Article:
Comparison is fundamental to evolutionary anthropology. When scientists study chimpanzee cognition, for example, they compare chimp performance on cognitive tasks to the performance of human children on the same tasks. And when new fossils are found, such as those of the tiny humans of Flores, scientists compare these remains to other fossils and contemporary humans. Comparison provides a way to draw general inferences about the evolution of traits and therefore has long been the cornerstone of efforts to understand biological and cultural diversity. Individual studies of fossilized remains, living species, or human populations are the essential units of analysis in a comparative study; bringing these elements into a broader comparative framework allows the puzzle pieces to fall into place, creating a means of testing adaptive hypotheses and generating new ones. With this book, Charles L. Nunn intends to ensure that evolutionary anthropologists and organismal biologists have the tools to realize the potential of comparative research. Nunn provides a wide-ranging investigation of the comparative foundations of evolutionary anthropology in past and present research, including studies of animal behavior, biodiversity, linguistic evolution, allometry, and cross-cultural variation. He also points the way to the future, exploring the new phylogeny-based comparative approaches and offering a how-to manual for scientists who wish to incorporate these new methods into their research.

Sapiens

A Brief History of Humankind

Author: Yuval Noah Harari

Publisher: Signal

ISBN: 9780771038518

Category:

Page: 464

View: 7697

Destined to become a modern classic in the vein of Guns, Germs, and Steel, Sapiens is a lively, groundbreaking history of humankind told from a unique perspective. 100,000 years ago, at least six species of human inhabited the earth. Today there is just one. Us. Homo Sapiens. How did our species succeed in the battle for dominance? Why did our foraging ancestors come together to create cities and kingdoms? How did we come to believe in gods, nations, and human rights; to trust money, books, and laws; and to be enslaved by bureaucracy, timetables, and consumerism? And what will our world be like in the millennia to come? In Sapiens, Dr. Yuval Noah Harari spans the whole of human history, from the very first humans to walk the earth to the radical -- and sometimes devastating -- breakthroughs of the Cognitive, Agricultural, and Scientific Revolutions. Drawing on insights from biology, anthropology, palaeontology, and economics, he explores how the currents of history have shaped our human societies, the animals and plants around us, and even our personalities. Have we become happier as history has unfolded? Can we ever free our behaviour from the heritage of our ancestors? And what, if anything, can we do to influence the course of the centuries to come? Bold, wide-ranging and provocative, Sapiens challenges everything we thought we knew about being human: our thoughts, our actions, our power...and our future.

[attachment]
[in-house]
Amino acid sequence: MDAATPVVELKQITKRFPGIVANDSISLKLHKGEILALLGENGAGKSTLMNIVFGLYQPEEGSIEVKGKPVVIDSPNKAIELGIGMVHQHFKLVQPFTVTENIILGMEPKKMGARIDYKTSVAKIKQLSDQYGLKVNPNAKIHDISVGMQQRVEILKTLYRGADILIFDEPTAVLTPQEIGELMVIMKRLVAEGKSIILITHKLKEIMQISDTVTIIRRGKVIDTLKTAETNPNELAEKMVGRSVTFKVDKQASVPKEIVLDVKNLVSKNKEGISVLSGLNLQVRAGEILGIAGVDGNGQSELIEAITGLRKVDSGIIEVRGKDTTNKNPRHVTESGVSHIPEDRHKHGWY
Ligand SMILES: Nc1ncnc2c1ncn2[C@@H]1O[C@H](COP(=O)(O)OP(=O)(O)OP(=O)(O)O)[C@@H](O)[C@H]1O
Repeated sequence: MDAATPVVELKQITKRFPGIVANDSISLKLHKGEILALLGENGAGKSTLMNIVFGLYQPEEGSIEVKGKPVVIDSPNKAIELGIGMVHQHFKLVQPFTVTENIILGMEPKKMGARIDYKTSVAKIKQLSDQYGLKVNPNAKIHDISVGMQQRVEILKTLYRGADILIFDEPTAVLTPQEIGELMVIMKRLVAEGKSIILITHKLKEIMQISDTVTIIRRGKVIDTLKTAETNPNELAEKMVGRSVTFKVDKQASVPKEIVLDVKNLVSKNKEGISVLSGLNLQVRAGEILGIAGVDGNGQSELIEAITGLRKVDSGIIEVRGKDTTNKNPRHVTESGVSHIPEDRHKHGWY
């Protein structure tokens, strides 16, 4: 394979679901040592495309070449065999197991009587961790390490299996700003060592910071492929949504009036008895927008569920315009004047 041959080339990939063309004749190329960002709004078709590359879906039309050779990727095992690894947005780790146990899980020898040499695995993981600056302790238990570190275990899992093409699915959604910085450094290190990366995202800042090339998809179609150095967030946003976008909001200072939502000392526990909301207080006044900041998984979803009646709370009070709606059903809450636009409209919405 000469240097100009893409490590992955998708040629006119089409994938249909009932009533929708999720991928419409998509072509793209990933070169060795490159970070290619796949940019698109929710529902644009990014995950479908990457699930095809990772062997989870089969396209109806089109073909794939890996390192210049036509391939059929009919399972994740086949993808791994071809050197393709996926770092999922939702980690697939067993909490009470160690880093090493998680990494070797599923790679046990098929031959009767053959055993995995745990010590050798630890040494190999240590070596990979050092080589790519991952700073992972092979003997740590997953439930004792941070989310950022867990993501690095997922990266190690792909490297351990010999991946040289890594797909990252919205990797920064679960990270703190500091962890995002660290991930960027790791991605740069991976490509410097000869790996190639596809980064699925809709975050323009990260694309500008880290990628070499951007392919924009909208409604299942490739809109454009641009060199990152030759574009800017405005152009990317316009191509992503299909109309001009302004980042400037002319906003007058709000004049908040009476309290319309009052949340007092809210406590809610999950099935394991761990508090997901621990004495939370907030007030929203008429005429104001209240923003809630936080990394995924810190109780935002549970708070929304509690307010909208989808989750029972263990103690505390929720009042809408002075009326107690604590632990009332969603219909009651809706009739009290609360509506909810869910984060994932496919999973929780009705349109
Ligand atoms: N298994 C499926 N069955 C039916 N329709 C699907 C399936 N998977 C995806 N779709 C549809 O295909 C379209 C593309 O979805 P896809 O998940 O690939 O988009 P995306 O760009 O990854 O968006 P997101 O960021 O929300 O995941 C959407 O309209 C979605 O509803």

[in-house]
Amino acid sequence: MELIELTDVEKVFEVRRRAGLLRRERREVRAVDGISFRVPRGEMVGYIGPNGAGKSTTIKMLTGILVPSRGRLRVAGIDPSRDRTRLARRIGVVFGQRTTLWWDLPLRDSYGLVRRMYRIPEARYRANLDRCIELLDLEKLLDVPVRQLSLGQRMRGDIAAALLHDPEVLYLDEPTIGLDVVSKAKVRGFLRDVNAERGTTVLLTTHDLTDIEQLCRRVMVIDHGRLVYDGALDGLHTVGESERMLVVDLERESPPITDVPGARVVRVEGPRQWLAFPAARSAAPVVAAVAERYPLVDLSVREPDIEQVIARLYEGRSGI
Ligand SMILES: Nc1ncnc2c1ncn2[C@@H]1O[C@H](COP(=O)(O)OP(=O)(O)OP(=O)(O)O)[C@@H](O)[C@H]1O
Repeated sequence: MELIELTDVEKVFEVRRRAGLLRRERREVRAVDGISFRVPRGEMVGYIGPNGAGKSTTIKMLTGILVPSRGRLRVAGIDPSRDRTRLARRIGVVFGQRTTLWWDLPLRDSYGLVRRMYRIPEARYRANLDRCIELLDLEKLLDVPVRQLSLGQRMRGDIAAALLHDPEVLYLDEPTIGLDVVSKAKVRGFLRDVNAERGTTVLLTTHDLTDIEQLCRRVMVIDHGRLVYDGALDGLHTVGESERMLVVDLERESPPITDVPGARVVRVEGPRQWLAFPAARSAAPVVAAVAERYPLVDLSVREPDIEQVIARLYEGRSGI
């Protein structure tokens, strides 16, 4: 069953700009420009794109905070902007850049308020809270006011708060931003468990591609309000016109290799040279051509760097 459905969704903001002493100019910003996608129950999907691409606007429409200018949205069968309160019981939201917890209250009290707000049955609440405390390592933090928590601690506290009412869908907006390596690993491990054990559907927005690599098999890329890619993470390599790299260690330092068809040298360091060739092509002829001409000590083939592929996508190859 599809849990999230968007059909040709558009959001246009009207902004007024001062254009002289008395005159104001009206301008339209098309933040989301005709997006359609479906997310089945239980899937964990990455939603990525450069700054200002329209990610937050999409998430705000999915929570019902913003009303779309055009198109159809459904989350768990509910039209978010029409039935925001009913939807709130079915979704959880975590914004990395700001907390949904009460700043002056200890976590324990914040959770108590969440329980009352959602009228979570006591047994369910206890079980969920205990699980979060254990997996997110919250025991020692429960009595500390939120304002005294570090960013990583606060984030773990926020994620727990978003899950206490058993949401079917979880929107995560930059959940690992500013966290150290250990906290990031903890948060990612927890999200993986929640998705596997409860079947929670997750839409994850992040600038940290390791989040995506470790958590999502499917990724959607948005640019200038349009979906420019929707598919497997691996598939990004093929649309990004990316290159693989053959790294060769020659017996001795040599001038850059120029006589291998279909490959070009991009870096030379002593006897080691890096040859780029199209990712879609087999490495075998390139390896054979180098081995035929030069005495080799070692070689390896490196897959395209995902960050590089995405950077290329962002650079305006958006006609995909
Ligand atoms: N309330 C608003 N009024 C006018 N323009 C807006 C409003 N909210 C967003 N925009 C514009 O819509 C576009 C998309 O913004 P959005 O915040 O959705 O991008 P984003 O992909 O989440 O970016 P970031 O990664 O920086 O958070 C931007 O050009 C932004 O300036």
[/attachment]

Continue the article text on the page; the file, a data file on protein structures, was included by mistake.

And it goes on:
Infectious Diseases in Primates

Behavior, Ecology and Evolution

Author: Charles L. Nunn,Sonia M. Altizer

Publisher: Oxford University Press on Demand

ISBN: 9780198565857

Category: Science

Page: 384

View: 8985

Recent progress in the field of wildlife disease ecology demonstrates that infectious disease plays a crucial role in the lives of wild animals. Parasites and pathogens should be especially important for social animals in which high contact among individuals increases the potential for disease spread. As one of the best studied mammalian groups, primates offer a unique opportunity to examine how complex behaviours (including social organization) influence the risk of acquiring infectiousdiseases, and the defences used by animals to avoid infection. This book explores the correlates of disease risk in primates, including not only social and mating behaviour but also diet, habitat use, life history, geography and phylogeny. The authors examine how a core set of host and parasite traits influence patterns of parasitism at three levels of biological organization: among individuals, among populations, and across species. A major goal is to synthesize, for the first time, fourdisparate areas of research: primate behavioural ecology, parasite biology, wildlife epidemiology, and the behavioural and immune defences employed by animals to counter infectious disease. Throughout, the authors provide an overview of the remarkable diversity of infectious agents found in wild primate populations. Additional chapters consider how knowledge of infectious diseases in wild primates can inform efforts focused on primate conservation and human health. More generally, this book identifies infectious disease as an important frontier in our understanding of primate behaviour and ecology. It highlights future challenges for testing the links between host and parasite traits, including hypotheses for the effects of disease on primate social and mating systems.

Primates in Fragments

Complexity and Resilience